Longtallsally Fri 04-Oct-13 19:17:42

chchch - just wanted to send you best wishes for seeing this young lady tonight and her parents soon too. It is clearly a huge step into the unknown for you and your son, but he and his gf sound like very level headed people, who will work out what they want in their own time. It's a lot for him to take on, but life does deal out the unexpected to us sometimes and the fact that he has an open and trusting relationship with you (and the advice of MN to build on) means that he should be able to navigate this sensitively. He doesn't know what to think or feel yet. He will need a time to process the information, to do some background research of his own, and to talk things through quite a bit, I should think.

Best of luck to you all.

ITCouldBeWorse Fri 04-Oct-13 19:28:34

I think it would probably be very surprising. I have only know two trans people in my entire life, so it is not everyday. At 16 of course anyone would be shocked.

However, they may be fond of each other, but it is presumably not a very sexual relationship, and they are unlikely to run out and marry , so it kind of buys them a buffer of time.

Your ds gets to accept her as a person, his girlfriend hopefully gets a positive first excursion in to t he world of dating . With any luck they will both benefit from knowing each other.

However, I think he should respect her privacy and not share this information.

Chibbs Fri 04-Oct-13 19:34:31

i think the only thing you can do is support him and take your lead from him.

Grennie Fri 04-Oct-13 19:38:14

I agree that your son should respect this confidence. But if they were to carry on the relationship, this will be an issue. Keeping such a big thing secret from everyone would be stressful. After all, she will have had counselling, but he will need to be able to talk about this too, say to close friends.

chchchchchangesusername Fri 04-Oct-13 19:38:35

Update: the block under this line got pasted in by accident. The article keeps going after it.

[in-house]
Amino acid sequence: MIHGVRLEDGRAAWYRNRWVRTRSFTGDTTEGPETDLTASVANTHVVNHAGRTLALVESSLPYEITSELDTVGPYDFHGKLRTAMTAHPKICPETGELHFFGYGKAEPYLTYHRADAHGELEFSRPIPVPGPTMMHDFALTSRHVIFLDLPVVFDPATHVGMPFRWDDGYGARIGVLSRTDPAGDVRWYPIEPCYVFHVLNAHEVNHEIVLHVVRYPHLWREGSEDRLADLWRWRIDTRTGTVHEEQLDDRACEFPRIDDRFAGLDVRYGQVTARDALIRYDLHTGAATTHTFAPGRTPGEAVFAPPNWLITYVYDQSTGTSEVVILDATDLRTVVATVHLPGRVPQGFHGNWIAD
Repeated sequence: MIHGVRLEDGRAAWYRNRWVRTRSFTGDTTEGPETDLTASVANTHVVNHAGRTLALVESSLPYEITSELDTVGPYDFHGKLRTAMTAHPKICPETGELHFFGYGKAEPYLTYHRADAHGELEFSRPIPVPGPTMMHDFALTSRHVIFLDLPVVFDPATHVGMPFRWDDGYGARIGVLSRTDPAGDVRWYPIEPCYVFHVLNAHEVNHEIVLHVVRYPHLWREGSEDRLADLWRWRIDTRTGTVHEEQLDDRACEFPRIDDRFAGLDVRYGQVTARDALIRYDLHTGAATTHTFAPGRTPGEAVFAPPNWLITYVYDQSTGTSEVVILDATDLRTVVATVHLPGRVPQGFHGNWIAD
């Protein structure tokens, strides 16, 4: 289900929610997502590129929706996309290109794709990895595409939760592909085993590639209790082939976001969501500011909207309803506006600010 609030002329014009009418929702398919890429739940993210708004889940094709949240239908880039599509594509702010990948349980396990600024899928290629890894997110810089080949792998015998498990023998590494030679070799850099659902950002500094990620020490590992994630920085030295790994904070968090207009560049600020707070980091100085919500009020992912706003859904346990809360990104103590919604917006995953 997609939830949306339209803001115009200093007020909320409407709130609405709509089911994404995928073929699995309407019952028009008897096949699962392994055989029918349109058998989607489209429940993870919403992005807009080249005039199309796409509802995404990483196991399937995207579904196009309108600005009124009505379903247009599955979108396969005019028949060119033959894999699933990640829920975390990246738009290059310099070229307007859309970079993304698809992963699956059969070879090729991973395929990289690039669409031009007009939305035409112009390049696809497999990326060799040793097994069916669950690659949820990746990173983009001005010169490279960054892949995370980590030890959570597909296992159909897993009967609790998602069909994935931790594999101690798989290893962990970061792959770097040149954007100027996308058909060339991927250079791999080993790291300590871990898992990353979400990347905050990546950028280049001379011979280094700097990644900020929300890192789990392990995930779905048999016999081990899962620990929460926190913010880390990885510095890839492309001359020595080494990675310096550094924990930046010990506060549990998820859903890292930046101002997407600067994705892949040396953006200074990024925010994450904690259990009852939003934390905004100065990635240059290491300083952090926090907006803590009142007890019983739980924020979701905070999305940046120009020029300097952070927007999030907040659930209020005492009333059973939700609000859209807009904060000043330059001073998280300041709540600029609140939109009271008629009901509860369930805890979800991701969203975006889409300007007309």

Thank you for the kind words on here. I think if I'm honest all I wanted/need is a bit of a 'there there, he will be fine don't worry' kind of hug of words!

It is what it is and that's it really isn't it!

I gave up smoking and drinking for 'stoptober'...timing sucks a bit!

sisterofmercy Fri 04-Oct-13 19:50:51

Keep focusing on the pride you must feel that your son has shown himself to be worthy of this girl's trust.

What a wonderful boy your son is to be so accepting and loving at such a young age. It shows great maturity and emotional intelligence.

She hasn't fucked with his head on purpose has she. She told him fairly soon and presumably before they got physical. Good on her, it must have been terrifying.

cafecito Fri 04-Oct-13 20:00:41

your son sounds wonderful and I think you should be proud of him. Also please do some research on a number of genetic conditions which may cause an intersex birth - surprisingly common. It doesn't mean she's a boy just perhaps that she was born with the external appearance of a male and chromosomally she is female - etc etc - there are a huge number of conditions which medically mean gender can be a bit of a question mark. If she is female, she is female - and she surely loves and respects your son to tell him this so early on.

Talkinpeace Fri 04-Oct-13 20:00:55

A very old and dear friend of mine is engaged to a girl who used to be a chap.
She is quite open about her past - she went to a boy's boarding school.
She's hard work but they make each other happy.
Her drink habit is more of a pita than the sex change tbh

Some people are born with the wrong external genital characteristics.
We are luck that society now lets them live as who they really are and make settled relationships once the surgery has been done at 17.

And in your case, she thinks of herself as a girl. It will literally be an afterthought to mention what she once was
I used to be blonde
I used to be a guy - except I never was in my heart ....

My sister is transgender and she has had a very hard time forming relationships. For this reason, she has stuck mainly to the trans community when meeting people.